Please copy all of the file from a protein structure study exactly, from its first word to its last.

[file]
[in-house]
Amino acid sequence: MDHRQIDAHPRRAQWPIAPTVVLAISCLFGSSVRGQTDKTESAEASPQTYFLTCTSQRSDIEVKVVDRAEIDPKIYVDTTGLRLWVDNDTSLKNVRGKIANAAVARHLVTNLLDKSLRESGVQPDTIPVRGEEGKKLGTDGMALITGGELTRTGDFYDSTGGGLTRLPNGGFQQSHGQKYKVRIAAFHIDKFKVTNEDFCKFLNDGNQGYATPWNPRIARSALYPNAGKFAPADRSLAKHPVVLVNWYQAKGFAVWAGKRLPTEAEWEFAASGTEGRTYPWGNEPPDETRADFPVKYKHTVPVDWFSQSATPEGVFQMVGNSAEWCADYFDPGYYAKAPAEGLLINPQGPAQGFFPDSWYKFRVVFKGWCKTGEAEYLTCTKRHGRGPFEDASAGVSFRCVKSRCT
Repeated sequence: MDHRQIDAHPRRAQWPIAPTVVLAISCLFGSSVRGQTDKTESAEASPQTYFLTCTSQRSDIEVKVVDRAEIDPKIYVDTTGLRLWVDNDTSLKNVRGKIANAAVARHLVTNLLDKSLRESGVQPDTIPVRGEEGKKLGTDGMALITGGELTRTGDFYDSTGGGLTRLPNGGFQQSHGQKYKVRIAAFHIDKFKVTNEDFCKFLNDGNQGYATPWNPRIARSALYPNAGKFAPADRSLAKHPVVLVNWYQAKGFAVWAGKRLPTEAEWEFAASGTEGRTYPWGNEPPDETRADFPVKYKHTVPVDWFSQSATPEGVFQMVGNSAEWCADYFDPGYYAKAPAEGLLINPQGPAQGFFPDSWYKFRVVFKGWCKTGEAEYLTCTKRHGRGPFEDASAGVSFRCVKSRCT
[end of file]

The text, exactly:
[in-house]
Amino acid sequence: MDHRQIDAHPRRAQWPIAPTVVLAISCLFGSSVRGQTDKTESAEASPQTYFLTCTSQRSDIEVKVVDRAEIDPKIYVDTTGLRLWVDNDTSLKNVRGKIANAAVARHLVTNLLDKSLRESGVQPDTIPVRGEEGKKLGTDGMALITGGELTRTGDFYDSTGGGLTRLPNGGFQQSHGQKYKVRIAAFHIDKFKVTNEDFCKFLNDGNQGYATPWNPRIARSALYPNAGKFAPADRSLAKHPVVLVNWYQAKGFAVWAGKRLPTEAEWEFAASGTEGRTYPWGNEPPDETRADFPVKYKHTVPVDWFSQSATPEGVFQMVGNSAEWCADYFDPGYYAKAPAEGLLINPQGPAQGFFPDSWYKFRVVFKGWCKTGEAEYLTCTKRHGRGPFEDASAGVSFRCVKSRCT
Repeated sequence: MDHRQIDAHPRRAQWPIAPTVVLAISCLFGSSVRGQTDKTESAEASPQTYFLTCTSQRSDIEVKVVDRAEIDPKIYVDTTGLRLWVDNDTSLKNVRGKIANAAVARHLVTNLLDKSLRESGVQPDTIPVRGEEGKKLGTDGMALITGGELTRTGDFYDSTGGGLTRLPNGGFQQSHGQKYKVRIAAFHIDKFKVTNEDFCKFLNDGNQGYATPWNPRIARSALYPNAGKFAPADRSLAKHPVVLVNWYQAKGFAVWAGKRLPTEAEWEFAASGTEGRTYPWGNEPPDETRADFPVKYKHTVPVDWFSQSATPEGVFQMVGNSAEWCADYFDPGYYAKAPAEGLLINPQGPAQGFFPDSWYKFRVVFKGWCKTGEAEYLTCTKRHGRGPFEDASAGVSFRCVKSRCT